The braze welding process is considered an excellent choice for the joining of coated (eg galvanized) thin sheet steels. These steels, when welded using a traditional arc-welding process produce large quantities of zinc vapour. This has several negative effects. Firstly, the vapour can cause defects in the weld such as pores or gas voids reducing the strength of the welded joint. Secondly, the loss of zinc from the surface of the parent plate results in a significant reduction in its corrosion resistant properties, sometimes necessitating re-coating of the steel.
The welding process also introduces significant heat into the base metal, resulting in significant distortion and a wide heat-affected zone. These effects can be reduced by using a brazing process, due to the lower heat needed to melt the filler wires compared to a standard welding process. The reduced damage to the zinc coating means that it will still provide galvanic protection to the base steel even in the 1–2mm region around the joint where the coating has been lost. This also produces less zinc containing welding fume.
TWI has recently completed an investigation into the use of arc brazing for the joining of 1mm-thick galvanised DP600 sheet with a CuSi3 filler metal. This work showed that with the correct joint fit-up and suitable process parameters, the strength of the joint is capable of overmatching the ultimate tensile strength (UTS) of the parent plate. The adhesion of the braze material on the top and bottom surfaces of the DP600 plate provides sufficient strength such that the overall joint has a UTS greater than 600MPa, despite the UTS of the filler being approximately 350MPa.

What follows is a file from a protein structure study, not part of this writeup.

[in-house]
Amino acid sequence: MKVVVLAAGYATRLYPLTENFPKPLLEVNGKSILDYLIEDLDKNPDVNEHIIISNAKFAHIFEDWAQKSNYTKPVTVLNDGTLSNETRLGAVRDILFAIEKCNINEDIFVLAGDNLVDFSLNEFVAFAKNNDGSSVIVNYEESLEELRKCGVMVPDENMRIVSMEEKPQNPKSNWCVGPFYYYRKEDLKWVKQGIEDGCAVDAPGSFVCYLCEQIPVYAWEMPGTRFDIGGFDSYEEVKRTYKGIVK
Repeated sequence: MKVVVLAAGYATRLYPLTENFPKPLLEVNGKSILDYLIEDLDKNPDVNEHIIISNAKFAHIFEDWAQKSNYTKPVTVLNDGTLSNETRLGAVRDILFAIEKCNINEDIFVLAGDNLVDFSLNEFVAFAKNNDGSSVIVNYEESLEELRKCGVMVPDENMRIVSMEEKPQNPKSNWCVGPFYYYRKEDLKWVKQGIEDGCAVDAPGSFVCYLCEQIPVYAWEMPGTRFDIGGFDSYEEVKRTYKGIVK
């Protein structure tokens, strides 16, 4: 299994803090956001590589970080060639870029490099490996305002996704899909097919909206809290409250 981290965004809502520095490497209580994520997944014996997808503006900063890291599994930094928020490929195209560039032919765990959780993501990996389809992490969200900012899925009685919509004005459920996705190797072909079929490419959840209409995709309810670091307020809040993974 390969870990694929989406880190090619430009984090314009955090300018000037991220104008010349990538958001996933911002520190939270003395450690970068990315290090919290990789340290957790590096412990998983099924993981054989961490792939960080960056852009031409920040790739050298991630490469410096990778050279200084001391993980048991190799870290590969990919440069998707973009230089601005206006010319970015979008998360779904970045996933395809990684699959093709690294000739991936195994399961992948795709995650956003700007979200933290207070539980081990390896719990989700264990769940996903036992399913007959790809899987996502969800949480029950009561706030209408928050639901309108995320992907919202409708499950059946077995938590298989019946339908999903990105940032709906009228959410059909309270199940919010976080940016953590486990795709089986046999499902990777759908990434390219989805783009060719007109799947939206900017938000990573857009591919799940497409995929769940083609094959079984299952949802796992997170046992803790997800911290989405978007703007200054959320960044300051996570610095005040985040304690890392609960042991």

Joining setup for braze welding
Ensure the surfaces to be welded are metallically clean, while taking care to not damage any coating. A range of joint configurations can be used, including butt, lap and tee-fillets. The joint design needs to be constructed so as to provide good wetting and capillary action of the braze material and to ensure that the stresses are not placed directly into the braze metal as tensile stresses. The stress needs to be supported through the adhesive surfaces of the braze metal to the parent sheet. A gap on the order of 0.5–1mm between the components to be joined will allow successful flow of the braze metal into the joint, improving adhesion and increasing the strength of the joint. However, it is important to note that too large a joint gap, especially for butt joints, will result in all of the stress on the component being realised as a tensile strength in the braze filler, resulting in joint failure at a lower UTS.
The power source is likely to be operating at lower output than would usually be used for standard MIG/MAG welding and can also be used with pulsed or direct current. A short circuiting arc is typically used. Because of the nature of the brazing process, the braze weld bead will not have as shallow an appearance as a weld bead. It is not necessary to increase the current to flatten out the braze bead as this will reduce the value of brazing as a low-heat-input process.
It is necessary to very carefully select and control the process parameters as the high fluidity of the copper-based braze results in a much more “moveable” weld pool. This can easily over-penetrate or form an undesirable bead appearance if not controlled.
The torch is used in a “pushing” orientation (of approximately 70–80°) to allow preheating of the plate and removal of any coating ahead of the weld pool, with the torch positioned symmetrically between the two joint surfaces (eg at 45° for a tee-fillet). This torch angle also reduces the probability of excessive penetration either through the gap or into the parent metal.